This Beachside Caribbean Airport Is Considered One Of The Most Dangerous In The World

St. Martin: the Caribbean island so nice, they named it twice! The island is known by both the French name St. Martin, and the Dutch name Sint Maarten. That's because both France and The Netherlands colonized the island in 1648, per The New York Times. The outlet reports the island has over 36 white-sand beaches despite the fact that it only clocks in at 96 square kilometers (or 37 square miles). Due to its small size, there was no space to put Princess Juliana International Airport in a secluded place. In fact, the airport has mountains on one end, and the popular Maho beach and beachside resorts on the other, where beachgoers come within meters of the landing and departing jets. 

Enter the thrill-seekers. Videos are all over YouTube, showing the power of the jet blast as planes take off on the small 2,300-meter-long runway. Crowds on the beach hang onto the fence, in what's known as "fence surfing," their belongings flying off their bodies, and even entire groups of people are blown backward on the beach by the power of the jet blast. In addition, planes approaching the airport to land come dangerously close to beachgoers, with the landing gear seemingly coming mere meters from the tops of their heads.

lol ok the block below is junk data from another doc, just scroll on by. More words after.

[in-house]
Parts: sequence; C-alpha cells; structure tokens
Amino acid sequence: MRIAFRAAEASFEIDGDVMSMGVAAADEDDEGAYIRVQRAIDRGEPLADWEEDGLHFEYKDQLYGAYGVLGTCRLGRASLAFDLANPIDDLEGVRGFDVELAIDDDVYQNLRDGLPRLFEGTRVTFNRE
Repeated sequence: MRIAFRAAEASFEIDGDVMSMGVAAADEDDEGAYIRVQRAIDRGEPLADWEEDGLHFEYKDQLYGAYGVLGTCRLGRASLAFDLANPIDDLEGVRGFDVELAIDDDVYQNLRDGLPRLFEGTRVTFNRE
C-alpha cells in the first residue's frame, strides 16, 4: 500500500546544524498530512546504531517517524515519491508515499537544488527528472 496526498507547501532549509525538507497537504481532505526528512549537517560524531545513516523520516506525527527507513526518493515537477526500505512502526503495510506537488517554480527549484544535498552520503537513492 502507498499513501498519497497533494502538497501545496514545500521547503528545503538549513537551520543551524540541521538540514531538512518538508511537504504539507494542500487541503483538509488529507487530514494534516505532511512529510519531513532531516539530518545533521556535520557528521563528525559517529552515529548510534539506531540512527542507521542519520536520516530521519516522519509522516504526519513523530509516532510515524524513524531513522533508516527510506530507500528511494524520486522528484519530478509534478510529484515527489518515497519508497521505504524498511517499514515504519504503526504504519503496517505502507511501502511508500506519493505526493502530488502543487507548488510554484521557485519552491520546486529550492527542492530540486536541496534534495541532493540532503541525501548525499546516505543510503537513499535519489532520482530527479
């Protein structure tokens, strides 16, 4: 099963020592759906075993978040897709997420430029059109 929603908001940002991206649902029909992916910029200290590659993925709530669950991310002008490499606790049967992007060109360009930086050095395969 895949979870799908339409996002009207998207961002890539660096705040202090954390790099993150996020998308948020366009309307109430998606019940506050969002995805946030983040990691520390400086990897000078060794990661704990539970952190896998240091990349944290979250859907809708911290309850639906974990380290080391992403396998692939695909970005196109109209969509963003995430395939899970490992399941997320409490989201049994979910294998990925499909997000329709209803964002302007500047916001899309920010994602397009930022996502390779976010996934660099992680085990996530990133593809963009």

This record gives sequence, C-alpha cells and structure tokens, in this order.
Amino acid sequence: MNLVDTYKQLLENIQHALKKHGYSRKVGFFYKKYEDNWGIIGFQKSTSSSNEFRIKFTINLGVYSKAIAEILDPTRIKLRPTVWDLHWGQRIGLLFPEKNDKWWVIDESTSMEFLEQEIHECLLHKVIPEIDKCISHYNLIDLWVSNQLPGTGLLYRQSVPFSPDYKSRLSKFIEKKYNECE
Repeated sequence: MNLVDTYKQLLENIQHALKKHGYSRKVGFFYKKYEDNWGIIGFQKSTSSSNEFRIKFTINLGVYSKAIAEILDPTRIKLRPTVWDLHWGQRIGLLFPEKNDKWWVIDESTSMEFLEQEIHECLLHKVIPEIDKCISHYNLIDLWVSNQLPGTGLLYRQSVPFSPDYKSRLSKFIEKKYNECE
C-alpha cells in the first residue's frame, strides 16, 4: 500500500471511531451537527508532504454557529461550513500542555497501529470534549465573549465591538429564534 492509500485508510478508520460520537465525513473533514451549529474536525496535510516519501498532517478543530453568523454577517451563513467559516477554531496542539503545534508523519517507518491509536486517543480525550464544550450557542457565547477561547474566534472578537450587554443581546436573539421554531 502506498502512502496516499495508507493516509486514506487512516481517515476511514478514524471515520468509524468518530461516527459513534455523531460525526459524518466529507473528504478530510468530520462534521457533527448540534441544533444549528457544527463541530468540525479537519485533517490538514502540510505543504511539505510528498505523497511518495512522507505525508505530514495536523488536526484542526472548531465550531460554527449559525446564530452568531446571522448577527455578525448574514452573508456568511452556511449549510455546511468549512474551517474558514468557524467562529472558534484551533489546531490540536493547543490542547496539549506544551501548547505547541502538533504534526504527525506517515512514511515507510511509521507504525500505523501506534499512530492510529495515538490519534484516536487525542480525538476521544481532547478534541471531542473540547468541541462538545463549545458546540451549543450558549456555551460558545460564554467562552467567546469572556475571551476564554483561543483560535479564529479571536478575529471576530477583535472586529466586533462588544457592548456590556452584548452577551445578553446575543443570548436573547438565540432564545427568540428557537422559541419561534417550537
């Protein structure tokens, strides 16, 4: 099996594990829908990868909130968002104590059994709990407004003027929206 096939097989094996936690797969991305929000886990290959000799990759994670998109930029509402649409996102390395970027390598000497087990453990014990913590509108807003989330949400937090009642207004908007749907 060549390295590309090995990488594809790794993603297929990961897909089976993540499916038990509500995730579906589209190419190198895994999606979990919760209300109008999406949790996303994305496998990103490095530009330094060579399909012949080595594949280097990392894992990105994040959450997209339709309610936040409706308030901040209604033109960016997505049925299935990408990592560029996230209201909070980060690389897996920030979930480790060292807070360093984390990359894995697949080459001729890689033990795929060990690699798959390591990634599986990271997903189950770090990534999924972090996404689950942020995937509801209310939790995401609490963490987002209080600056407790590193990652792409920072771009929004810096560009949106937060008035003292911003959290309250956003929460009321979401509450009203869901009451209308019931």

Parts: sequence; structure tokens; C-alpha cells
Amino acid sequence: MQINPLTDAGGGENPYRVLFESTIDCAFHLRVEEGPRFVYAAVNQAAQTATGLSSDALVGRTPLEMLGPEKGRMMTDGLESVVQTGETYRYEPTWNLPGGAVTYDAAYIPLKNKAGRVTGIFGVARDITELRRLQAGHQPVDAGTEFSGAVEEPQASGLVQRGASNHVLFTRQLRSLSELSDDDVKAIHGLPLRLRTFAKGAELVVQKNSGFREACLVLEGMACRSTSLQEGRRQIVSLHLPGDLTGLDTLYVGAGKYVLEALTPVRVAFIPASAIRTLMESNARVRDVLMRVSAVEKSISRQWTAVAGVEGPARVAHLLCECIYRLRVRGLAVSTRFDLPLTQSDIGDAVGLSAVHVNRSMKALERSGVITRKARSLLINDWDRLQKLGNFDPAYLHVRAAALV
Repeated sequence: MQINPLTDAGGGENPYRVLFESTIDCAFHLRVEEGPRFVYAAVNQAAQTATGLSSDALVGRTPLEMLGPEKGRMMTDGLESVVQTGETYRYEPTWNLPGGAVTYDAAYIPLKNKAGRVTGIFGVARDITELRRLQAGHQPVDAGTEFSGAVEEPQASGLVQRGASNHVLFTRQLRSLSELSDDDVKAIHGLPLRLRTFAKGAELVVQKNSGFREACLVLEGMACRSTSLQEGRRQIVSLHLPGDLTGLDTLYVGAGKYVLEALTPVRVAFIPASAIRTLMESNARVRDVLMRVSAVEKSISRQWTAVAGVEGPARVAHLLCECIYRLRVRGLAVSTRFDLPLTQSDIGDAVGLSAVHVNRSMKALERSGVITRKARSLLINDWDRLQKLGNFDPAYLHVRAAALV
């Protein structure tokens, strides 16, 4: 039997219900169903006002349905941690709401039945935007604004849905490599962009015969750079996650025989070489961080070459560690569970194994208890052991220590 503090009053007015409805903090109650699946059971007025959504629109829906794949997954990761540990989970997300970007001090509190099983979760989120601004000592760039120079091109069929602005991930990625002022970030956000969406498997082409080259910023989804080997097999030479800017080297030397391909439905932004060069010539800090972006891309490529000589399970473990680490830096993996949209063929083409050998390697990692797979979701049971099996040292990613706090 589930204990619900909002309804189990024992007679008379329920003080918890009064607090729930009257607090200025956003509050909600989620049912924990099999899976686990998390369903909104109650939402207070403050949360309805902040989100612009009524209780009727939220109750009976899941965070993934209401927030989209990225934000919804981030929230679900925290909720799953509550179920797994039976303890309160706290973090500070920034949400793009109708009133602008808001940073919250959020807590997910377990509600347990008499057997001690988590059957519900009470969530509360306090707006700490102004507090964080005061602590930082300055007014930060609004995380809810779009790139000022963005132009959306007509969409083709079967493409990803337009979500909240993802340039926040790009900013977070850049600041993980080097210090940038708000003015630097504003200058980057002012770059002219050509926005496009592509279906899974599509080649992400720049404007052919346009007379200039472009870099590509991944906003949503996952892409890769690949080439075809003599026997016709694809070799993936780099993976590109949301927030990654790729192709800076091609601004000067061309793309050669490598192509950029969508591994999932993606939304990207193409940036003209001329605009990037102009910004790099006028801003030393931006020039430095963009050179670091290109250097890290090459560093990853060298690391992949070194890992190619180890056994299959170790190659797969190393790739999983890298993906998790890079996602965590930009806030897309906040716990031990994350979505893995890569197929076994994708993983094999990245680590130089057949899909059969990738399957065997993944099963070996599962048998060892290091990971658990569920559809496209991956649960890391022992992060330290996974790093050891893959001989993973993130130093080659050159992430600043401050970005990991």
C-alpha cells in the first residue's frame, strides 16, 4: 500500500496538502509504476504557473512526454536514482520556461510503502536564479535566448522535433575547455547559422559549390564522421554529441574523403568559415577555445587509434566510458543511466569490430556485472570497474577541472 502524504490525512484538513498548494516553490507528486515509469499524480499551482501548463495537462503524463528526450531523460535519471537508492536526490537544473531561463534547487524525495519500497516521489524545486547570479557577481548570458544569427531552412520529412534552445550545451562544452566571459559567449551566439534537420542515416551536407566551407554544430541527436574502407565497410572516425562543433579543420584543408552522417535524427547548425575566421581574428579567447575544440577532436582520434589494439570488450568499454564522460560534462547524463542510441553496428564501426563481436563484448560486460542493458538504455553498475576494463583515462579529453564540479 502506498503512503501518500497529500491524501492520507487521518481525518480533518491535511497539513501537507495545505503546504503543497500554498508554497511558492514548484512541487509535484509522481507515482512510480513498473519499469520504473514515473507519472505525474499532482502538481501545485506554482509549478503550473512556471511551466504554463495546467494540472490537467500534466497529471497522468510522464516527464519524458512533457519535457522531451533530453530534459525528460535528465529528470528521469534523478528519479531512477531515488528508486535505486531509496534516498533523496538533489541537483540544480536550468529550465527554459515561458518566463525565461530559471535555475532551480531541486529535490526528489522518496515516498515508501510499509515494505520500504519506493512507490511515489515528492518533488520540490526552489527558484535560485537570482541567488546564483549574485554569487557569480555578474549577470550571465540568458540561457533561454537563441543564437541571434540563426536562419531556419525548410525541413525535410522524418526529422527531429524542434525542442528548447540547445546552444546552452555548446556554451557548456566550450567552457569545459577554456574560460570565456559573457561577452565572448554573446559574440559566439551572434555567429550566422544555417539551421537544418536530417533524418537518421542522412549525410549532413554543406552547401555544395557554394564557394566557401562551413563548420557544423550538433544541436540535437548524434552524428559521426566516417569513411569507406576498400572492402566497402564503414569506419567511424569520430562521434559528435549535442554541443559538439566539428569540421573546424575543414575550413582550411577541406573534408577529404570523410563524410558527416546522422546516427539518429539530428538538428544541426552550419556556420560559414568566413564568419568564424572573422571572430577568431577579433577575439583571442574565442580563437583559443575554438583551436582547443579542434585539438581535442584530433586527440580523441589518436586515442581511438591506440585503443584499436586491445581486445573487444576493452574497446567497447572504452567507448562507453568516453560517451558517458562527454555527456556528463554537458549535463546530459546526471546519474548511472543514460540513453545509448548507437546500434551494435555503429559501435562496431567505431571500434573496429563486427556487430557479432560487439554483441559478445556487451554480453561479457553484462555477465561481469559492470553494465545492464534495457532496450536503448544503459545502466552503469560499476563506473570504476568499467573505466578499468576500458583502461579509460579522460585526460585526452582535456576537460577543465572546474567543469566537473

It may sound like plain ol' planespotting, but Princess Juliana International Airport is known as one of the scariest and most dangerous airports in the world. Here's why planespotting on St. Martin could cost you your life. 

A 'fence-surfing' tourist died from the close jet blast

Apart from the plethora of YouTube videos documenting just how violent "fence-surfing" can be, writer Amanda Macias described the experience. "The intensity of the blast knocked my body backward, the hot air stung, and the sand pelted my skin," per Business Insider. New York-based photographer and St. Martin regular Eric Dunetz told CN Traveller, "Any given departure jet blast could be upwards of 100 mph, and the [danger] signs are there for a reason." He's not wrong. In 2017, a New Zealander tourist was killed when the jet blast from a departing plane knocked her backward, per The Independent. Dunetz says despite the clear danger and warning signs, the risk just isn't worth it. "Most people don't realize the danger they are potentially putting themselves in; they see it as a thrill-seeking opportunity."

Travel journalist Cynthia Drescher agrees, telling The Independent, "I think those who come to the beach not knowing what they're in for, being peer-pressured into joining others, are most at risk. The airport's aviation operations aren't dangerous. Being a human so near the end of a runway with planes taking off is."

So while you may think this is an excellent opportunity to get some social media clout by standing directly behind a departing jet during take-off, maybe skip Maho Beach during your St. Martin holiday.